In the time it will take you to read this article (about 12 minutes), 1 person will have died by suicide (Center for Disease Control Prevention). Notice I did not say “committed” suicide. If you think about it, what other acts do we often say one “committed”? A crime? A sin? A person who dies by suicide is neither criminal nor sinner; they are a human being, like you and me, who was in so much pain they were determined to find relief in any form.

Suicide is the 10th leading cause of death in the United States and has become a public health crisis. It is preventable and talking about it can save lives. Each one of us has a responsibility to prepare for when someone close to us needs our nonjudgmental empathy and support. In this post I hope to change common perceptions and misconceptions of suicide. But most importantly, I hope to help you feel a little bit more confident supporting a loved one through what may be the most difficult time of their life.

Myth: Suicide is a selfish act.

Fact: People who are contemplating suicide want connection to others and to feel accepted. They are simply in so much inner pain that they doubt the ability of others to help or they perceive ending their life as a way to get some relief from the pain without becoming a burden on their loved ones. The kind of heavy depression that contributes to suicidal thoughts is a mental illness that discourages connection and encourages isolation. Sitting with someone as they experience that kind of suffering is an act of deep caring.

Myth: If someone is set on ending their life, there’s nothing a person can do to stop them.

Fact: People who are considering suicide are fairly ambivalent about death. It’s that they are in so much pain and inner turmoil that they have become fixated on one means of ending their suffering. If they knew there were other ways to ease their intolerable suffering, in time they might open up to the possibilities.

Myth: Talking about suicide makes it worse.

Fact: When someone is in so much psychological pain that they are considering ending their life, the stigma of suicide often prevents from them from reaching out for help. They want to talk; they aren’t sure if it’s safe to do so. It is difficult to admit—even to people we love and who we know love us—that we are struggling with mental illness. Imagine trying to work up the courage to tell that person you don’t want to live anymore because you can’t imagine living this way any longer. The fear and stigma that person experiences is powerful. Acknowledge their pain and ask the question that can start a lifesaving conversation, “Are you thinking about ending your life?”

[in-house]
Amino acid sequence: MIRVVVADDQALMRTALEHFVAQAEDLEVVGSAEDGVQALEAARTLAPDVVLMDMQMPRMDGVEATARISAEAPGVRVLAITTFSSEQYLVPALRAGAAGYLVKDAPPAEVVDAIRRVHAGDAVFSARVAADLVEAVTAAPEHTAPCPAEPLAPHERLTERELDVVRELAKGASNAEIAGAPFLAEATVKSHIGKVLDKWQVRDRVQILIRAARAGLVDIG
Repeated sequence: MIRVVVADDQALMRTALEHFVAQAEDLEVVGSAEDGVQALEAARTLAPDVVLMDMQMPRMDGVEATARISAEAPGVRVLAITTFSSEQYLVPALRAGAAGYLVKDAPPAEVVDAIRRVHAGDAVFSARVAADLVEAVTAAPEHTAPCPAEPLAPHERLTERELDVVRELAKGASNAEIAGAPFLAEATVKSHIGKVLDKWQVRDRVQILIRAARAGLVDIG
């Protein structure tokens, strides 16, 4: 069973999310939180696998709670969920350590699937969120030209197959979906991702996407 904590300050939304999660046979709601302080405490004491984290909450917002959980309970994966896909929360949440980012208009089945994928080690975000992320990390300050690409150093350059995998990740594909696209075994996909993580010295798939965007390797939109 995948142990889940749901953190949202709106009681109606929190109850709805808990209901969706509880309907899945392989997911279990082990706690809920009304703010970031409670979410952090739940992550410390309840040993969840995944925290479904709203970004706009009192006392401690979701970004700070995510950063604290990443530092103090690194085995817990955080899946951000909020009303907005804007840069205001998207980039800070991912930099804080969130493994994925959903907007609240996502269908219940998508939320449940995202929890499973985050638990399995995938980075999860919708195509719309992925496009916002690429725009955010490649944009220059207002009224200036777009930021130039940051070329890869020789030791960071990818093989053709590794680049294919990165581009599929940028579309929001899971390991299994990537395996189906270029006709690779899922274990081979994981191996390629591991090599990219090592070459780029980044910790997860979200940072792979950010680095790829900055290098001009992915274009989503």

What to Say

It is not easy to sit with someone in pain. We feel helpless; we want to fix or solve the problem; we want them not to hurt any longer. Not knowing what to say can compound these anxious feelings, so here are some recommended ways of asking about suicide and providing support.

“Are you thinking about ending your life?”

As a crisis counselor for the Crisis Textline, I was trained to ask every texter about the risk of suicide and move through a series of steps if there is an affirmative answer. But anyone can ask the first, most important, question. I encourage you to practice saying it out loud in a variety of forms to help with the initial anxiety of being in a crisis situation: 

“Are you in so much pain that you are thinking about killing yourself?”

Being direct and clear is important. If we allude to suicide but don’t directly ask, then ambiguity can cloud our efforts. “Are you thinking dark thoughts?” is vague, and “Are you thinking about hurting yourself?” won’t make sense to the person because they see suicide as an end to the pain, not the cause of it.

“Are you considering taking your own life?”

If the answer is “yes,” or “sometimes” then you can seek the following resources on behalf of the person. Both the National Suicide Prevention Lifeline and the Crisis Textline are prepared to support third party callers/texters, which means we are trained to help you support your loved one through the conversation.

Resources for Reaching Out in Moments of Crisis

  • 911: If there is an imminent risk and you are concerned for the person’s safety, you can call your local law enforcement agency. They are trained to help.
  • National Suicide Prevention Lifeline: 1 (800) 273-8255
    • Veterans press “1”
  • Crisis Textline: text HELLO to 741741

Resources for Better Understanding and Empathizing

Self-Care for the Caring/Caregivers

Now, just as I have been told each time I learn and discuss suicide prevention, I encourage you to take a moment for yourself. Suicide is a heavy topic and it may be helpful to do some intentional breathing, debrief with a friend or colleague, or journal for a minute. Do whatever you need to do to process any emotions or thoughts that came up as you read this—including this acknowledgement: Thank you for being open to learn more and join the ranks of millions of Americans committed to suicide prevention.
Molly J. Scanlon, Ph.D.
Molly J. Scanlon, Ph.D.

Molly J. Scanlon, Ph.D., is an Associate Professor of Writing and a student in the M.S. Family Therapy Program at Nova Southeastern University. Her research interests include identity construction, experiential learning, and mindfulness. She is a contributing editor to The Couple and Family Clinic Blog.

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